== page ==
In the main Street Fighter series, Ryu, as well as other Hadoken practitioners, cannot perform a Hadoken in midair, but they can in some crossover games like Marvel Vs. Capcom, where it is known as the Kuchu Hadoken/Kuuchuu Hadouken (空中波動拳, Midair Surge Fist) in Ryu's case mainly.

The Shakunetsu Hadoken was formally introduced in Super Street Fighter II: The New Challengers as a new move for Ryu, a special red fireball that could burn the opponent. In the original Street Fighter II, the regular Hadoken occasionally turns red as an easter egg (originally thought to be a glitch). While the easter egg is purely an aesthetic change, rumors eventually circulated that this "red Hadoken" was stronger; Capcom thus decided to make the "red Hadoken" a separate move with actual differences in properties (such as knocking down up-close in the Street Fighter Alpha/Zero games). The main reason for this decision was to differentiate Ryu and Ken, who were functionally identical except for some minor moveset characteristics beforehand. In the Street Fighter III (excluding Street Fighter III: New Generation) and Street Fighter IV games, Shakunetsu Hadoken serves as Ryu's EX version of the move; Akuma being one practitioner of this attack still keeps it as a separate normal special move to this day, as he performs his signature focus stance as a delay before unleashing the move (Akuma's also has always done multiple hits prior to the EX move version).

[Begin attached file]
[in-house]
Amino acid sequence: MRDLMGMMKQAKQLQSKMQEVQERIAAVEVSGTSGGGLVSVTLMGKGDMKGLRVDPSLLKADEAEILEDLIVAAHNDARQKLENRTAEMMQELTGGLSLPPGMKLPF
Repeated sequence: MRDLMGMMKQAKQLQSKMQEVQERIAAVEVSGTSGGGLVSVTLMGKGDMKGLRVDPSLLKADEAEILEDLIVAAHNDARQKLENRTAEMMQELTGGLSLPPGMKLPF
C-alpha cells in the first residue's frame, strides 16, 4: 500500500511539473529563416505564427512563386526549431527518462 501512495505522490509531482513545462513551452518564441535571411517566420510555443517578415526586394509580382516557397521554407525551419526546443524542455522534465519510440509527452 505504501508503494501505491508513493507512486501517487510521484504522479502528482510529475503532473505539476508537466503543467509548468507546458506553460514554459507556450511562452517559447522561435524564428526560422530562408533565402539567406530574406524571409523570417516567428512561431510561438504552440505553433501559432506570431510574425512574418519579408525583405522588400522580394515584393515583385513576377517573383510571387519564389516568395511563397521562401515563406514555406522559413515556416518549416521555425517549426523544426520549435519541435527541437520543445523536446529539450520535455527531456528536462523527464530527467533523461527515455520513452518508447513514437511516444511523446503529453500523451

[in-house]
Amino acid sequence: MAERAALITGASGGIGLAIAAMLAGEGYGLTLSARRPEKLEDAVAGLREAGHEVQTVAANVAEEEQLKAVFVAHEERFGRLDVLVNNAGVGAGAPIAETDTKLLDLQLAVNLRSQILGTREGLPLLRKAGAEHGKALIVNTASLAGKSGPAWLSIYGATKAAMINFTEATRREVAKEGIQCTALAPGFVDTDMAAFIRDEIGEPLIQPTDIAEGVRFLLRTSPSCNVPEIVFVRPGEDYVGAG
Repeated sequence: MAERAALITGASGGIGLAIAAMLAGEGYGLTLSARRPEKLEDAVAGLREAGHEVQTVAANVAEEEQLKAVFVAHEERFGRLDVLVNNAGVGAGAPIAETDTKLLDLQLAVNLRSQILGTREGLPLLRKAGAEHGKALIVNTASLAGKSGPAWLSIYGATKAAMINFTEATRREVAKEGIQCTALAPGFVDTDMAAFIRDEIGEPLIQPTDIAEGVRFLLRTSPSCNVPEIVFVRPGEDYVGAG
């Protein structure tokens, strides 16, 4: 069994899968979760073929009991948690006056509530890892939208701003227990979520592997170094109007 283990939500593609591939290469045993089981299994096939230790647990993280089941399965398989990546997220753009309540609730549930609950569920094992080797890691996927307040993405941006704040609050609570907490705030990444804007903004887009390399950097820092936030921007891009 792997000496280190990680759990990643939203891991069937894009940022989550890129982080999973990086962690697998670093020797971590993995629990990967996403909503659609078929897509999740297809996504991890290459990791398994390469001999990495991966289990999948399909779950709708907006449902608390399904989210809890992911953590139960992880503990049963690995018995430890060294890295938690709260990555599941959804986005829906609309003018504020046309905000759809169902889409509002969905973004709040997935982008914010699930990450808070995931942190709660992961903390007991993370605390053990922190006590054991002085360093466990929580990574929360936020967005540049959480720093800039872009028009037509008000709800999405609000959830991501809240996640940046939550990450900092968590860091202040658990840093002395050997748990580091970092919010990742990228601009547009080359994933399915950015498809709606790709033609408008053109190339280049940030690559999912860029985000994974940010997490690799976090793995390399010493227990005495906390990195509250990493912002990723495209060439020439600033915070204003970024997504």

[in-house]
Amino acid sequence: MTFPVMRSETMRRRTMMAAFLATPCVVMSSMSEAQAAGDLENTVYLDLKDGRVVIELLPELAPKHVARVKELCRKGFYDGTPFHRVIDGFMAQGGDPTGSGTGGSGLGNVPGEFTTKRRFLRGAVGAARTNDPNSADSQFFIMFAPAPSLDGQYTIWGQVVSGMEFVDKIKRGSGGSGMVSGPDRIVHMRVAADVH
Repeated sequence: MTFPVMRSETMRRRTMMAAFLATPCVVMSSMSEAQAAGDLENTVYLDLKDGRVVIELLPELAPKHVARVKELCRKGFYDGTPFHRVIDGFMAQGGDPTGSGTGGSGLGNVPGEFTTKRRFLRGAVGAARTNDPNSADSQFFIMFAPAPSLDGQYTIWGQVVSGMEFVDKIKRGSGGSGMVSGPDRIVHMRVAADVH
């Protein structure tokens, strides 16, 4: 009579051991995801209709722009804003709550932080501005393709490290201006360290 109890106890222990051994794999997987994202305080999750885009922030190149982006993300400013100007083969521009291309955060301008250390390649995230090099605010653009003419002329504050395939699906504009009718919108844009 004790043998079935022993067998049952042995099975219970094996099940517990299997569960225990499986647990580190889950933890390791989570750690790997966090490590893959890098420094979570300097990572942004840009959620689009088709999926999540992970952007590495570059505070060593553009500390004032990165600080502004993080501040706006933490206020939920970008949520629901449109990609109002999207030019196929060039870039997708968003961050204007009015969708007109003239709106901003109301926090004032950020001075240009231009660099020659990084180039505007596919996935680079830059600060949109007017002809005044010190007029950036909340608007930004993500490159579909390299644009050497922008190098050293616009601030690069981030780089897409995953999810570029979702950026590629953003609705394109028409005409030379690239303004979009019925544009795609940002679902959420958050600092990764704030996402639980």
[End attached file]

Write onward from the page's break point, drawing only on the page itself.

Note that in Super Street Fighter II Turbo Ryu's Shinku Hadoken was also referred to as just the Hadoken, as none of the characters' Super Combos were properly named onscreen in their debut. This was changed in Street Fighter Alpha.

Like with many of Ryu's other moves/techniques, this is arguably the most codifying example of a projectile attack in any fighting game. While most games would only allow one copy of a projectile to be on-screen at a time, later games allow multiple copies of them to be on-screen. This is played straight for Ryu's Hadoken in Marvel vs. Capcom 3 with the latter case.